Greer Reports Favorable Results of Phase IIb Clinical Trial of Short Ragweed Sublingual-Oral Immunotherapy at American Academy of Allergy Asthma and Immunology Annual MeetingLENOIR, N.C.--(BUSINESS WIRE)--Mar 14, 2008 - Greer, a leading developer and provider of allergy immunotherapy products, today announced the results of its Phase IIb double-blind placebo-controlled dose response trial for the sublingual-oral immunotherapy (SLIT) administration of its standardized short ragweed pollen extract. According to the study, sublingual-oral immunotherapy was safe and effective in reducing rhinoconjunctivitis and need for anti-allergy medications. Robert Esch, Ph.D., executive vice president of Research and Development at Greer, will present the study findings at the American Academy of Allergy Asthma & Immunology (AAAAI) annual meeting, which will be held March 14-18 in Philadelphia.
In this study, 115 short ragweed pollen-sensitive subjects, ages 19-50 with a history of allergic rhinitis, were randomized into three treatment arms. A rush dose escalation was conducted using Greer's standardized short ragweed pollen extract followed by a pre- and co-seasonal daily treatment course with placebo, medium-dose or high-dose extracts. Efficacy was evaluated using reduction in average daily rhinoconjunctivitis symptoms and anti-allergy medication scores in the treatment groups compared to the placebo group. Safety was monitored through a review of subjects' diaries, self-reports of adverse events and physical exams.
In the active treatment arms, a dose-dependent treatment effect was evident. The medium-dose group achieved a treatment effect of 0.54, and the high-dose group, 0.81, for reduction in rhinoconjunctivitis symptoms. Use of anti-allergy medication during the ragweed pollen season was also reduced in both treatment groups, with a significant effect in the high-dose group.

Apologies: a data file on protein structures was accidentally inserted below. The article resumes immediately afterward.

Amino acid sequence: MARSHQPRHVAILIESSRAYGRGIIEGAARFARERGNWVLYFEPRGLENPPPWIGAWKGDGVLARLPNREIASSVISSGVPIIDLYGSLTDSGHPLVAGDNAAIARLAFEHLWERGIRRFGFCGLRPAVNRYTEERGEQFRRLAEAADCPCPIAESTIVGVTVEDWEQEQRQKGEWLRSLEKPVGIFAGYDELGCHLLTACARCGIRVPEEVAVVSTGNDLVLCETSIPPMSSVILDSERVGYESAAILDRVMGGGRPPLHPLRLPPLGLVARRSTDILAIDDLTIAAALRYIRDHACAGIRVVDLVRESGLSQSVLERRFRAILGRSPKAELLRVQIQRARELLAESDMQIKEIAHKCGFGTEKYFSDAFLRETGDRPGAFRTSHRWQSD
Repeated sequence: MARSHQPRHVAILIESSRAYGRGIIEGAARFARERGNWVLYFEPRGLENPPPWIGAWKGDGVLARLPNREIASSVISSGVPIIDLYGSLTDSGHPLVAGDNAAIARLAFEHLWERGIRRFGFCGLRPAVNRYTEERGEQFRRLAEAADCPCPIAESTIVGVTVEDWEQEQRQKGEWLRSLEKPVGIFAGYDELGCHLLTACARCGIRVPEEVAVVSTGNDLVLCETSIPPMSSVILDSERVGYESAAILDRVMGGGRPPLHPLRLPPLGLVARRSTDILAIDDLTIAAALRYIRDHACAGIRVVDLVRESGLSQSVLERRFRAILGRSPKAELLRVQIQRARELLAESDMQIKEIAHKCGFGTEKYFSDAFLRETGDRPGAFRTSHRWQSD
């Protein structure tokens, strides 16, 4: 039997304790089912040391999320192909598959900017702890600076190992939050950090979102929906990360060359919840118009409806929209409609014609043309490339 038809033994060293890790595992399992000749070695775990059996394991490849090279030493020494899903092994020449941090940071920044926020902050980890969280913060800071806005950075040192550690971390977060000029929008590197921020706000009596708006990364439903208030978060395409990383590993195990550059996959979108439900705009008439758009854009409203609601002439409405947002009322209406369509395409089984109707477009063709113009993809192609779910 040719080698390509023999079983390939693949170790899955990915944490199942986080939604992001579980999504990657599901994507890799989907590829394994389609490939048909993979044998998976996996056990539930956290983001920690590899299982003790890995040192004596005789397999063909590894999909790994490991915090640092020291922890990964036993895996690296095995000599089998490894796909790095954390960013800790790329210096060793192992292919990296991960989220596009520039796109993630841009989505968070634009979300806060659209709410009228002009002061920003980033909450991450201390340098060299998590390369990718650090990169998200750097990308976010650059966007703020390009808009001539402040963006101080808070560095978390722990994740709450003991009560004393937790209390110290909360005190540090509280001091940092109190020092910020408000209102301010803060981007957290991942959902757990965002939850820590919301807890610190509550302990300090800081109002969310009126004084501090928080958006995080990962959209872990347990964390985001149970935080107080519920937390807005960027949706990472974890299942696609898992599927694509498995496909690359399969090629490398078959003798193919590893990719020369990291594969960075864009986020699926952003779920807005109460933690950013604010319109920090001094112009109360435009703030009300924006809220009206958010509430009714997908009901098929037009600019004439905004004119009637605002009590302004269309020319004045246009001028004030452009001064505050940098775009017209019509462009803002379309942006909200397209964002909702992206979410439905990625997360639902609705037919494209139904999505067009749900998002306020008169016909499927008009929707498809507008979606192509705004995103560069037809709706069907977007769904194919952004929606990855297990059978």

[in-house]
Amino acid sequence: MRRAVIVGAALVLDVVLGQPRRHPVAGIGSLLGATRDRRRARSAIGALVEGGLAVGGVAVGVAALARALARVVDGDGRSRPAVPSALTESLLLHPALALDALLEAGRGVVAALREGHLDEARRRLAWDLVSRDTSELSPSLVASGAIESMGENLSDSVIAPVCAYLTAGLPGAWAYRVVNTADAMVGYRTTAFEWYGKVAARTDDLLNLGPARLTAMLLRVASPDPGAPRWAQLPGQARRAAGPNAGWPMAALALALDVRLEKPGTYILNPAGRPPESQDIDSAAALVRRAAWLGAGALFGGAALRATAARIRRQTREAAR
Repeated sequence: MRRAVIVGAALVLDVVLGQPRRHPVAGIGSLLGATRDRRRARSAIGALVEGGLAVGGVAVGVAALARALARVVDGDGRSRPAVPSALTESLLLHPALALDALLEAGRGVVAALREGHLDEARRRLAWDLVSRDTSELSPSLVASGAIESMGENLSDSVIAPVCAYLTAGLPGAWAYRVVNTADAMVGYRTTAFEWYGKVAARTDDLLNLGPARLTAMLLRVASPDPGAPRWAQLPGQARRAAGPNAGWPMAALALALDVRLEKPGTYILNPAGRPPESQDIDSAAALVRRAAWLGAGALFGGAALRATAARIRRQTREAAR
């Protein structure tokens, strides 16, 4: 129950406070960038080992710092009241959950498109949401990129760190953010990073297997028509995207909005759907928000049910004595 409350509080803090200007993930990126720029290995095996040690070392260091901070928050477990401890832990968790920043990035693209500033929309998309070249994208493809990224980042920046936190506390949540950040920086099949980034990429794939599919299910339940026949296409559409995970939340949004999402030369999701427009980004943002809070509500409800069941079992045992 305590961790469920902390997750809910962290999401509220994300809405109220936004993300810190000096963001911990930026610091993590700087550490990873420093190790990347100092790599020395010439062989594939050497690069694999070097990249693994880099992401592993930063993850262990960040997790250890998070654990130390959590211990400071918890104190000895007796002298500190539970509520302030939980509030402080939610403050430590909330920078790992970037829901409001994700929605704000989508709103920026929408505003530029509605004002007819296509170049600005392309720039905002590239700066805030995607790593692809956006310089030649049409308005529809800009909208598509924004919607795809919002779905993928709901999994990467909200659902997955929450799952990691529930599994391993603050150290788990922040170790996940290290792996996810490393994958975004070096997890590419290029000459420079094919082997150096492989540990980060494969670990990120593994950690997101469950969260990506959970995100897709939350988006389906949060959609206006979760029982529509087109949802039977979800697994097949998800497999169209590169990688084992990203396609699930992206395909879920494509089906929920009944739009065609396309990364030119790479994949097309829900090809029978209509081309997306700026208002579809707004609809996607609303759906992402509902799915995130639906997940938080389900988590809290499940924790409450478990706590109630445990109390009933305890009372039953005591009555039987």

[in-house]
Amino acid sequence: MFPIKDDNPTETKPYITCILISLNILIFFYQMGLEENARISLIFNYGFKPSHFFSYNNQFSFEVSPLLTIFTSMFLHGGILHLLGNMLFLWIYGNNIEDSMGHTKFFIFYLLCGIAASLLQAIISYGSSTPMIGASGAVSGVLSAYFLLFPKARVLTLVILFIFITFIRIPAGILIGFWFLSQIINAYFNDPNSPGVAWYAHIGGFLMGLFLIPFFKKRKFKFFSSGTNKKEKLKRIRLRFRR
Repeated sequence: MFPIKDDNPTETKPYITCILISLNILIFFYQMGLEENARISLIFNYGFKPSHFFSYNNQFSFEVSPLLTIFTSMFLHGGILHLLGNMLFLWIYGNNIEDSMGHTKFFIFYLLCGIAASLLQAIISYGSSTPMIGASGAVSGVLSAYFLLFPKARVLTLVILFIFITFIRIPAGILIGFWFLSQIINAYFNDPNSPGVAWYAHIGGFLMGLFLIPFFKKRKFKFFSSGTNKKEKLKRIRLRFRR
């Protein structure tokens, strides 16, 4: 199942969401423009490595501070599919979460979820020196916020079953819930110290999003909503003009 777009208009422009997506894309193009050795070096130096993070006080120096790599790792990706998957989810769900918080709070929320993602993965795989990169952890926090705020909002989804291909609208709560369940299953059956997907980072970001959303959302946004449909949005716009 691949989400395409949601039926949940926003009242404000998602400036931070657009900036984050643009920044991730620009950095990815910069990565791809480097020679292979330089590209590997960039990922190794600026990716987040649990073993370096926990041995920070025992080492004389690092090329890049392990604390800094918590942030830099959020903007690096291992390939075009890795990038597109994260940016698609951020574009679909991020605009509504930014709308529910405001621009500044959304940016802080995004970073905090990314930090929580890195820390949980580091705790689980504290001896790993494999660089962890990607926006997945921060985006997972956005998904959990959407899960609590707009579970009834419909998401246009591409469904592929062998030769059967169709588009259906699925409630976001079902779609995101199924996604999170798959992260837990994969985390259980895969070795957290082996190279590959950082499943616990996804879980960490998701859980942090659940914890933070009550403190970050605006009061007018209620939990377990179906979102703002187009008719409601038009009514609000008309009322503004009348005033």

"We are pleased with the response seen in patients treated with SLIT for short ragweed pollen in this study," says Dr. Esch. "The decrease in symptoms and medication scores provides evidence that the sublingual-oral route of delivering immunotherapy is not only safe, but effective. The results were very similar to the responses seen in traditional allergy injections."
The actively treated groups also showed an increase in ragweed-specific serum IgG, IgG4 and IgA antibody responses after treatment, but the placebo group did not. No serious adverse events were attributed to SLIT, and overall compliance to the treatment regimen was greater than 85 percent. The findings provide evidence that daily maintenance of SLIT doses administered 8-10 weeks prior to and during the ragweed pollen season is safe and effective.
Greer is a leading developer and provider of allergy immunotherapy products and services for treating humans and animals. Greer's expert scientists provide technical support for customers by continuing to focus on improving the lives of allergic patients. Greer's clinical development programs are focused on expanding the use of immunotherapy through oral administration of allergy immunotherapy. Greer's goal is to establish the efficacy of standardized products for oral administration through clinical trials. The company was founded in 1904 and is located in Lenoir, N.C. For more information, visit www.greerlabs.com.
Andrea Moody, 919-244-4356
Posted: March 2008